Good credit is an important part of your overall financial well-being. It can impact everything from the interest rates you’ll pay to being a prerequisite for employment. As a result, you’ll want to try to fix any errors on your credit report and have them removed as soon as possible.
Your first step should be to contact the credit reporting agency in writing to indicate that you are disputing the information contained on your credit report. The credit reporting agency usually has 30 days to complete an investigation of the disputed information. Once the credit reporting agency investigation is complete, they must provide you with written results of their investigation.
If, during its investigation, the credit reporting agency confirms that your credit report does contain errors, the information on your report either must be removed or corrected.
If the investigation does not resolve the issue, you still have a couple of options. First, you can try to mitigate the disputed information by adding a 100-word consumer statement to your credit bureau file. Even though consumer statements are often dismissed or ignored by potential creditors, it can at least provide you with a chance to tell your side of the story. You can also try to resolve the issue with the creditor that submitted the inaccurate information in the first place. The creditor will be obligated to investigate the disputed issue and notify you of its findings.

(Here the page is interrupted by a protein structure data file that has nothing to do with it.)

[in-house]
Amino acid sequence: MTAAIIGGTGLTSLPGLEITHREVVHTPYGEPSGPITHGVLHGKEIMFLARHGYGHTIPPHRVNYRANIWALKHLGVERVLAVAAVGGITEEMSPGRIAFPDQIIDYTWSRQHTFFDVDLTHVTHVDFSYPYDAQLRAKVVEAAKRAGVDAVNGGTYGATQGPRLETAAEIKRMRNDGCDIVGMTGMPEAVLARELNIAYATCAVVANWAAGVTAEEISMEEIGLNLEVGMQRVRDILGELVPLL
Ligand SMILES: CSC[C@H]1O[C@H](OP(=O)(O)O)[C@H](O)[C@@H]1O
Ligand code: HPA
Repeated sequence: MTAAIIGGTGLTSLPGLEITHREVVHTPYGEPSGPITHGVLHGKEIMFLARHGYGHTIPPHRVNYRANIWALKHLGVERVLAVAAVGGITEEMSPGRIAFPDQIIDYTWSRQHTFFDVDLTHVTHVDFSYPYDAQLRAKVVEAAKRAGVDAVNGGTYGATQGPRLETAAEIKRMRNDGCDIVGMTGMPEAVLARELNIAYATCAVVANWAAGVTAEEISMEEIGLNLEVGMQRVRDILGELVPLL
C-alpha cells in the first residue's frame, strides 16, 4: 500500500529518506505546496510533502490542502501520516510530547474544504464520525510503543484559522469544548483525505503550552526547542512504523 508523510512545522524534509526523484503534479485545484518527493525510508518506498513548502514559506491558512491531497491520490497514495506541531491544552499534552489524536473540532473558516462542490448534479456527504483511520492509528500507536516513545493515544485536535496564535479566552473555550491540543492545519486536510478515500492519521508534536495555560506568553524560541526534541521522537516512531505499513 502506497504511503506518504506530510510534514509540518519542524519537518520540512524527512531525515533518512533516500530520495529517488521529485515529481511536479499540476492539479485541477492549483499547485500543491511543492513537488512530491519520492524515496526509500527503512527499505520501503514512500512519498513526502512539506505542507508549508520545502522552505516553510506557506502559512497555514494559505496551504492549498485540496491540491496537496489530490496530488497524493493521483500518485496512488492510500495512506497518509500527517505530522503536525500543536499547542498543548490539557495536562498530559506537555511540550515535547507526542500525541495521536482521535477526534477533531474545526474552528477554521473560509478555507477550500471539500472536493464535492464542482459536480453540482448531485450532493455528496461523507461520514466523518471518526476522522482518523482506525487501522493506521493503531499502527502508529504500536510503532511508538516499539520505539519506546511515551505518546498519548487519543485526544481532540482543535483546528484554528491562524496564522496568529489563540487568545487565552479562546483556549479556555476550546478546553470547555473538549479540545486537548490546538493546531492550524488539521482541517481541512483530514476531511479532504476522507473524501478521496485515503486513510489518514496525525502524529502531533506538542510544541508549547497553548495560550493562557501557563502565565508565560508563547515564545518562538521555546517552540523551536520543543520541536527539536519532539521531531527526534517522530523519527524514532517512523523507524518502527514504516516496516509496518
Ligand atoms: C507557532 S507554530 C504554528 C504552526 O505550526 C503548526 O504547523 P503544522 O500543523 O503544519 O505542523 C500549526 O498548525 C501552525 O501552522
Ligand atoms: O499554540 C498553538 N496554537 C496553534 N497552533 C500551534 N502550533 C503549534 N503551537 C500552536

If you believe that the error is the result of identity theft, you may need to take additional steps to try and resolve the issue, such as placing a fraud alert or security freeze on your credit report. You can visit the Federal Trade Commission (FTC) website at www.ftc.gov for more information on the various identity theft protections that might be available to you.
Finally, due to the amount of paperwork and steps involved, fixing a credit report error can often be a time-consuming and emotionally draining process. If at any time you believe that your credit reporting rights are being violated, you can file a complaint with the Consumer Financial Protection Bureau (CFPB) at www.consumerfinance.gov.
Prepared by Broadridge Investor Communication Solutions, Inc. Copyright 2013